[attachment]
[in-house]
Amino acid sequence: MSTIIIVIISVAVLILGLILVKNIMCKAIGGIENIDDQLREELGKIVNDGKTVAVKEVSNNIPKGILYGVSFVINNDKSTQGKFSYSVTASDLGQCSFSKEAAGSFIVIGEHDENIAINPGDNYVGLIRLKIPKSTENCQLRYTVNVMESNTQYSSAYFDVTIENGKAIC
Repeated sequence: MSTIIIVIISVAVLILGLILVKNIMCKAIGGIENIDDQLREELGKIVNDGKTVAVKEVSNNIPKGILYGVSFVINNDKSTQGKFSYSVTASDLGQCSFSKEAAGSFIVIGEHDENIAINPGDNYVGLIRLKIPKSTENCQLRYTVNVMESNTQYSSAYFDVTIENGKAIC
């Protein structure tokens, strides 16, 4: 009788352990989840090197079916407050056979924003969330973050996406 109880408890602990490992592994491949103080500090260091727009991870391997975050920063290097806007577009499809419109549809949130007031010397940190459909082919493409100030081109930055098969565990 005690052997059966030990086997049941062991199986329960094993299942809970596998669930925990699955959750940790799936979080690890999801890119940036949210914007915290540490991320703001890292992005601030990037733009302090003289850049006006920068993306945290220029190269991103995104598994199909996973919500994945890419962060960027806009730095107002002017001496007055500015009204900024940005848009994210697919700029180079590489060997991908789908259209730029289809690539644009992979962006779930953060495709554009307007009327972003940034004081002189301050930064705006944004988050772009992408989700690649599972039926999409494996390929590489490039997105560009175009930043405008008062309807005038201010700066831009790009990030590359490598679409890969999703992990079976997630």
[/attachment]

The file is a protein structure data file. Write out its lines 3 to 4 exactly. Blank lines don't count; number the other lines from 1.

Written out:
Repeated sequence: MSTIIIVIISVAVLILGLILVKNIMCKAIGGIENIDDQLREELGKIVNDGKTVAVKEVSNNIPKGILYGVSFVINNDKSTQGKFSYSVTASDLGQCSFSKEAAGSFIVIGEHDENIAINPGDNYVGLIRLKIPKSTENCQLRYTVNVMESNTQYSSAYFDVTIENGKAIC
């Protein structure tokens, strides 16, 4: 009788352990989840090197079916407050056979924003969330973050996406 109880408890602990490992592994491949103080500090260091727009991870391997975050920063290097806007577009499809419109549809949130007031010397940190459909082919493409100030081109930055098969565990 005690052997059966030990086997049941062991199986329960094993299942809970596998669930925990699955959750940790799936979080690890999801890119940036949210914007915290540490991320703001890292992005601030990037733009302090003289850049006006920068993306945290220029190269991103995104598994199909996973919500994945890419962060960027806009730095107002002017001496007055500015009204900024940005848009994210697919700029180079590489060997991908789908259209730029289809690539644009992979962006779930953060495709554009307007009327972003940034004081002189301050930064705006944004988050772009992408989700690649599972039926999409494996390929590489490039997105560009175009930043405008008062309807005038201010700066831009790009990030590359490598679409890969999703992990079976997630």